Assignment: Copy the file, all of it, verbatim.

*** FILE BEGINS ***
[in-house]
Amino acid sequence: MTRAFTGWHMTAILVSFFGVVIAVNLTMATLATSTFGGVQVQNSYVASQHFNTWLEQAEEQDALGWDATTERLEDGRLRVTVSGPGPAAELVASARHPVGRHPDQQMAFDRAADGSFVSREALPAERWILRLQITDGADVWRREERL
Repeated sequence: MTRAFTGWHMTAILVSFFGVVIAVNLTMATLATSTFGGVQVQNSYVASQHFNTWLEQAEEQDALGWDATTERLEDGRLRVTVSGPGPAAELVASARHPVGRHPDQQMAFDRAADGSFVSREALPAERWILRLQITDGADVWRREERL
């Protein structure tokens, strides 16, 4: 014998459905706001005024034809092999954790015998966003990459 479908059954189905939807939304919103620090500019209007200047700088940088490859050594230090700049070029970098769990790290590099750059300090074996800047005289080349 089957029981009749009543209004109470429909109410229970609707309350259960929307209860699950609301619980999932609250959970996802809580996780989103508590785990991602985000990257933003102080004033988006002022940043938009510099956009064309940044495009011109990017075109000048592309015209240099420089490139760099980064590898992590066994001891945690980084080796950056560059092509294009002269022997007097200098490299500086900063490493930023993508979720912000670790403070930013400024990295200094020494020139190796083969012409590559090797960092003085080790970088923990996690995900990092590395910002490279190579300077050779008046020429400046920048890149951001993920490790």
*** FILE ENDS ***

[in-house]
Amino acid sequence: MTRAFTGWHMTAILVSFFGVVIAVNLTMATLATSTFGGVQVQNSYVASQHFNTWLEQAEEQDALGWDATTERLEDGRLRVTVSGPGPAAELVASARHPVGRHPDQQMAFDRAADGSFVSREALPAERWILRLQITDGADVWRREERL
Repeated sequence: MTRAFTGWHMTAILVSFFGVVIAVNLTMATLATSTFGGVQVQNSYVASQHFNTWLEQAEEQDALGWDATTERLEDGRLRVTVSGPGPAAELVASARHPVGRHPDQQMAFDRAADGSFVSREALPAERWILRLQITDGADVWRREERL
């Protein structure tokens, strides 16, 4: 014998459905706001005024034809092999954790015998966003990459 479908059954189905939807939304919103620090500019209007200047700088940088490859050594230090700049070029970098769990790290590099750059300090074996800047005289080349 089957029981009749009543209004109470429909109410229970609707309350259960929307209860699950609301619980999932609250959970996802809580996780989103508590785990991602985000990257933003102080004033988006002022940043938009510099956009064309940044495009011109990017075109000048592309015209240099420089490139760099980064590898992590066994001891945690980084080796950056560059092509294009002269022997007097200098490299500086900063490493930023993508979720912000670790403070930013400024990295200094020494020139190796083969012409590559090797960092003085080790970088923990996690995900990092590395910002490279190579300077050779008046020429400046920048890149951001993920490790």